Students train to neutralize the energy of the opponent's attack and to redirect and focus it into techniques of martial efficiency and power. At the same time, the student can use the same philosophy to deal with stress and conflict in daily life, and learn to remain calm under all conditions.


The final aim of Aikido is to integrate physical and mental training to develop a confident person who can think clearly and react instantly on and off the mat. It is only through constant training that an Aikidoist can acquire the habits of mind which make this integration possible.

In Aikido, such an integrated person is said to be "centered." A centered person displays a confident and relaxed posture, and centering gives Aikido movements their appearance of grace and simple elegance. Thus, Aikido training helps a student to become calm and centered and enables the student to deal with stress and aggression in an efficient and decisive manner on the mat, at home, at school, or at work.

Brandon Cole

Eagle Rock Aikido chief instructor Brandon Cole

Brandon Cole started Aikido in 1994 in Idaho Falls, ID as a member of the California Aikido Association. In 1995, he left Idaho to join the Air Force. During his time in the Air Force, Brandon continued to train as a "ronin" at various dojos around the country in places such as Florida, Virginia, and Nevada at UNLV. In 1999, he was honorably discharged from the Air Force and came back to Idaho Falls where he rejoined Frank Roberto at Snake River Aikido. In 2013, he joined the Capital Aikido Federation headquartered in Washington D.C. and currently hold the rank of nidan or 2nd degree black belt (May 2016).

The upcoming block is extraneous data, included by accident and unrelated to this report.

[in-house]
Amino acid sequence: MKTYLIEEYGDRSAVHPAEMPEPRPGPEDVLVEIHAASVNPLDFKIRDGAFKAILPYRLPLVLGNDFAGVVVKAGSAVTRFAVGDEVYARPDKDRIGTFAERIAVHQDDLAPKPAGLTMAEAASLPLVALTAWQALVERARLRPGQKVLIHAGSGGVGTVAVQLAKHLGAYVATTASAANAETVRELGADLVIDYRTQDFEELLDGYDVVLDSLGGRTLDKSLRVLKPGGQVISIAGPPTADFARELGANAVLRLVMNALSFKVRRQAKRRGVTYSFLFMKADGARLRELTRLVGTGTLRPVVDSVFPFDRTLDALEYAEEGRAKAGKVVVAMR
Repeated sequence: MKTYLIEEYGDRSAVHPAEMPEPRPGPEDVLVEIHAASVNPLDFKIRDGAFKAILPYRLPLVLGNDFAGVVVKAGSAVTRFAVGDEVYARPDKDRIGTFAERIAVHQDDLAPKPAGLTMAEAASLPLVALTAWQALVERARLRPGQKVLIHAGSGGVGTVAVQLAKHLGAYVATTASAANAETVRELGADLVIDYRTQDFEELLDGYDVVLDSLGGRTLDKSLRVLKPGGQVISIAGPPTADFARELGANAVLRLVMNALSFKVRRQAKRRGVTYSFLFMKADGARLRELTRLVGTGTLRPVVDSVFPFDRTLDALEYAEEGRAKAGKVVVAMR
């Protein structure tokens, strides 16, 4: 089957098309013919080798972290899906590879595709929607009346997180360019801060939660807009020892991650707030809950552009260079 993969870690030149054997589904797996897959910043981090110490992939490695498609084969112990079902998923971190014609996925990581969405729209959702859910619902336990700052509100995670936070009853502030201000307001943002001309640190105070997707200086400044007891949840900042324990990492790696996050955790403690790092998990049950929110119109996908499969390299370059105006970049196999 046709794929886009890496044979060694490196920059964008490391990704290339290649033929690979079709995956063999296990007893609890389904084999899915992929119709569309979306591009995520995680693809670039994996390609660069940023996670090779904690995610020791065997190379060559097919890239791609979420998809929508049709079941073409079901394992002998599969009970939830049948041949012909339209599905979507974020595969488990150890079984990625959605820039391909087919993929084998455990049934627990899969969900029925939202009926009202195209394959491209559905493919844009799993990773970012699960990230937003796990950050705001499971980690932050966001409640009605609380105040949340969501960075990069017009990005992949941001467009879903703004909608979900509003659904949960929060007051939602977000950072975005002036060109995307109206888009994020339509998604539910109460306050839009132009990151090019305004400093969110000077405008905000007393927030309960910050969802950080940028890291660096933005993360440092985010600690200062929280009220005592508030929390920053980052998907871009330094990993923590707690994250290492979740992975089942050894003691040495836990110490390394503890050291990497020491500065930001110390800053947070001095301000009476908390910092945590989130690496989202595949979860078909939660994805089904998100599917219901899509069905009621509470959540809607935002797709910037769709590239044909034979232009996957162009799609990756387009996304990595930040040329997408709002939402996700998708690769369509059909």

"Bury me wearing the white belt, so I will forever know I am a beginner." ~ Morihei Ueshiba

Brandon's view is that we are all on a path to somewhere. Some of us strive for that path to lead to the "top of the mountain" as it were. That path may take many forms and shapes. Each individual takes their own time and there is no one path. Aikido, Judo, Kendo, religion, science, philosophy; they are all ways of understanding. There are always those who have more understanding than us and those who have less. Where you are on your path is not important, what is important is that you decide where your path will lead and that you keep taking steps, one after another on that path. If we're lucky, we find like souls that can join us on our journey and help us along. That is Brandon's view of what a teacher is. Someone who is further along their path. A teacher cannot put information in your head or ingrain skill in your body. They do however act as mentors and examples that people choose to take from what they will. A dojo is a place where we can practice budo that is both vibrant and solemn, joyous and arduous, and should always be nurturing. As long as we all strive to make ourselves and our world better and live our lives honestly, we will invariably come to find what we are all looking for. Brandon hopes to always be a beginner and strives for that refreshing newness of life every day. We should train with honest open hearts with all of those we meet regardless of affiliation or ability.